+:3 3 ?ules 1<!, !<!, !<&, !<,, !<1, !<B, !1<, !13, !14, &<1, &<! .I(#F/ Situa tion A ?ule !<, prevents (#Cs, from associating themselves with false or misleading documents. There has been a limitation in scope on this audit because documents were destroyed in a fire. The audit report must be *ualified. If it is not, rule !<, has been violated. ?ule !<! re*uires (#Cs to perform their duties with integrity and due care. ?ule !<1 re*uires (#Cs to comply with the recommendations set out in the (I(# >andbook. ?andi will violate both of these rules if she issues an un*ualified audit report. Situa tion ' Improper use of confidential client information is prohibited under rule !<B. ?ule !1<.1 prohibits (#Cs from disclosing confidential client information. @ori is in violation of both these rules. "ot disclosing the reason does not reduce the violation. @ori may have violated securities commission insider trading rules. Therefore, she may have violated rule !13 which prohibits a (# from associating with any unlawful activity. If @ori is found guilty, she must inform the Institute under rule 1<!.1/. $he has also brought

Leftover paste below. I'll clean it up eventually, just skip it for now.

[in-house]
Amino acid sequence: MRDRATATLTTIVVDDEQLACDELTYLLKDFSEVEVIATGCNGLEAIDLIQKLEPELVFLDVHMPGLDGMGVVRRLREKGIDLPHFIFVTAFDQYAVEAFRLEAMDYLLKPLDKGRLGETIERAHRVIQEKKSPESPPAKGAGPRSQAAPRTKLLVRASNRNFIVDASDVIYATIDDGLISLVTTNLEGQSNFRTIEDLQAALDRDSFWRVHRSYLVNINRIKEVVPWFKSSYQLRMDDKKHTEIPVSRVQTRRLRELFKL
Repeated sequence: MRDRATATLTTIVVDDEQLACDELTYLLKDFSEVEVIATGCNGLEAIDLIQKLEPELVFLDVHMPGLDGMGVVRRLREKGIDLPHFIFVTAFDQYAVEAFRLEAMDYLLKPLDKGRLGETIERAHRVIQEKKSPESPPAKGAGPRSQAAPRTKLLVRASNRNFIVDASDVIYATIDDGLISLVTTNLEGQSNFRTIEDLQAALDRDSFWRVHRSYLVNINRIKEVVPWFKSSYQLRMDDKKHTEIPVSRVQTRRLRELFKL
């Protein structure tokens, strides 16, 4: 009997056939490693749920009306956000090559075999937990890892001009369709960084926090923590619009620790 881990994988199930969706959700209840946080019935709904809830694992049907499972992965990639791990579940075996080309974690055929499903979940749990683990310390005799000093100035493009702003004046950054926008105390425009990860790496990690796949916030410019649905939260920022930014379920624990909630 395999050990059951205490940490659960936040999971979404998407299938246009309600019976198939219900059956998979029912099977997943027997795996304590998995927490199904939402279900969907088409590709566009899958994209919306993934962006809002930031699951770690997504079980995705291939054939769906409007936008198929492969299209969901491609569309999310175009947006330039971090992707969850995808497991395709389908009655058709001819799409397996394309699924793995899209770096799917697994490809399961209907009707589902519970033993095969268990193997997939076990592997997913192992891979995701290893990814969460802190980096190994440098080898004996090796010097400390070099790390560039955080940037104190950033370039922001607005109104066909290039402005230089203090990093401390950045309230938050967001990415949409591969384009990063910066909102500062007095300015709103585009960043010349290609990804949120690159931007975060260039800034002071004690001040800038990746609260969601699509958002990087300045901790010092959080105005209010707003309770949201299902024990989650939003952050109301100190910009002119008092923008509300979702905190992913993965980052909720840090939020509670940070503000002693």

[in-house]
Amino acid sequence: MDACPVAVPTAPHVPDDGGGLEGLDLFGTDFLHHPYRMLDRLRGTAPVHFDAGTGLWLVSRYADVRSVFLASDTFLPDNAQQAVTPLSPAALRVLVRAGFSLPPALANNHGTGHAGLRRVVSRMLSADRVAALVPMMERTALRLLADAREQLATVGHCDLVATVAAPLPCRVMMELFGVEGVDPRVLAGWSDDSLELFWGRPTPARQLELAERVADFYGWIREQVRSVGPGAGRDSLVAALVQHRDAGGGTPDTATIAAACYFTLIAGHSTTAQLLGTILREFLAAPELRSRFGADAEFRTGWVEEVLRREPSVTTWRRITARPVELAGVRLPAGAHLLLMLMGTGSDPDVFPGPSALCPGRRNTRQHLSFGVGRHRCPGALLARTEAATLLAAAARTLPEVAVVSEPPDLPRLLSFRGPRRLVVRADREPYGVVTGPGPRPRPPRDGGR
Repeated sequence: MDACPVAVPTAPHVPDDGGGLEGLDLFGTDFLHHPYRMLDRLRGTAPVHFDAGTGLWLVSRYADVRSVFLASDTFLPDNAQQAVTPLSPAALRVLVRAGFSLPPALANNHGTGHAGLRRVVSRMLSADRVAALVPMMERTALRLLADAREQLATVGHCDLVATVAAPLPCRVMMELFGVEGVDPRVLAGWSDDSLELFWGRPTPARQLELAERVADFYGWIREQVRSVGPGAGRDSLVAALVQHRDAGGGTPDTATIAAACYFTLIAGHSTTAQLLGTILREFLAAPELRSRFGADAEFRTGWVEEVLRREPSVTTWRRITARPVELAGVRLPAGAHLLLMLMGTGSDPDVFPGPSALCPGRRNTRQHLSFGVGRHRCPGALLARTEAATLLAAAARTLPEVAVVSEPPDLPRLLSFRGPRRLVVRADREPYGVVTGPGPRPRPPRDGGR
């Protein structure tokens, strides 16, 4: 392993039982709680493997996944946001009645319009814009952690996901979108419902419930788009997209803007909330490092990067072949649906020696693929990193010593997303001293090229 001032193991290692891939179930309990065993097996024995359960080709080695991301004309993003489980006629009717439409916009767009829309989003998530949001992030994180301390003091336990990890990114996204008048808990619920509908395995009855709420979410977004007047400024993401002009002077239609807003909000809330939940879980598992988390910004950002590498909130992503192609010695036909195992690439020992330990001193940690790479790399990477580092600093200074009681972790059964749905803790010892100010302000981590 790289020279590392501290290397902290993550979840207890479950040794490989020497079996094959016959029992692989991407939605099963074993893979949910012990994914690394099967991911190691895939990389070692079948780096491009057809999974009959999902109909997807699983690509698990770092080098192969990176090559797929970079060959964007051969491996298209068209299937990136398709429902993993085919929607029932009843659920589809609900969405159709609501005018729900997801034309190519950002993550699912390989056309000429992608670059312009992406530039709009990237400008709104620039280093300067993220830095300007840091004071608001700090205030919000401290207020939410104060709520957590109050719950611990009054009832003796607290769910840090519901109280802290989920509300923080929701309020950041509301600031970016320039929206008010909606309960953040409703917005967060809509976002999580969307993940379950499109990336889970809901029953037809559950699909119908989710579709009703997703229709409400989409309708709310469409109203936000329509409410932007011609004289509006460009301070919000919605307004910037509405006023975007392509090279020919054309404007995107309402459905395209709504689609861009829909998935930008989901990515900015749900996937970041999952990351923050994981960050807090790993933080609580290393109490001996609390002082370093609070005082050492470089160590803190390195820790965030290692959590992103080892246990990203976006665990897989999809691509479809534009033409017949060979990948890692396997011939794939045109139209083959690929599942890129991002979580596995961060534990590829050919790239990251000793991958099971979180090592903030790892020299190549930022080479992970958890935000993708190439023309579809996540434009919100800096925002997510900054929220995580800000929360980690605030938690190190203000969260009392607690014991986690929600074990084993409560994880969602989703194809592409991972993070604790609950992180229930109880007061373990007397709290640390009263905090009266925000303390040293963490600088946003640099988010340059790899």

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disrepute to the profession under rule !1<. ?ule !<&.1 re*uires auditors to be free of any influence, interest or relationship that would impair real or perceived ob%ectivity. This re*uirement extends to partners, members of the immediate family and family members who live in the same house. If Tom lives with @ori or is economically dependent on her, @oriCs ob%ectivity has been compromised. .(andidates may also conclude that Tom and @ori are not closely related and there is no problem with ob%ectivity./ Situa tion C ?ule !<& re*uires a public accountant to practice under his own name. @arry must use 6@arry Gilde, (#7 so that he does not violate this rule. If @arry uses 6accounting services,7 he will violate rule &<1.1 which specifies that the description of a practice shall be 6chartered accountant 7 or 6public accountant 7. ?ule !14.1 prohibits advertising that is false or misleading, contravenes professional good taste, makes unfavourable reflections on the profession or any member, or includes statements that cannot be substantiated. 6Juality (hartered #ccountancy $ervices7 implies that other (# services may be lower *uality. #lso, this statement cannot be substantiated. +:3 & ?ules !<3, !<,, !1<, !14, 3<1 .I(#F/ ?ule !<3 re*uires a member to sustain his professional competence by keeping himself informed of developments in professional standards in all functions in which he practises or is relied upon because of his calling. #ileen is unable to answer a specific client re*uest about the new =$T. >owever, there are several mitigating factors. Fne is that she did not lead the client to believe that she would be providing detailed information before Iuly 1. ?ule !<, prevents a member from being associated with a statement which heKshe knows is false or misleading. Issuing the newsletter before increasing her understanding of the =$T would be a violation of this rule. In addition, #ileen clearly intends to upgrade her understanding of the tax in the near future. ?ule !1< deals with the revelation of confidential client information. If #ileen discusses specific details about her client at the conference, she will probably be in violation of this rule. $he will have to word her *uestions and conversations to be discrete. The circulation of a newsletter to clients is permitted by rule !14. >owever, the newsletter may only be sent to non clients in response to a specific re*uest for a copy. #sking the client for names of potential recipients would be in violation of the rule preventing solicitation. +:3 , (ommon @aw @iability +xposure a. Les. $mith was a party to the issuance of false financial statements and as such is a %oint tortfeasor. The elements necessary to establish an action for common law fraud are present. There was a material misstatement of fact, knowledge of falsity .6scienter 7/, intent that the plaintiff bank rely on the false statement, actual reliance and damage to the bank as a result thereof. If action is based upon fraud there is no re*uirement that the bank establish privity of contract with the :#. 5oreover, if the action by the bank is based upon ordinary negligence, which does not re*uire a showing of scienter, the bank may recover as a third party beneficiary .an exception to the strict privity re*uirement/. Thus, the bank will be able to recover its loss from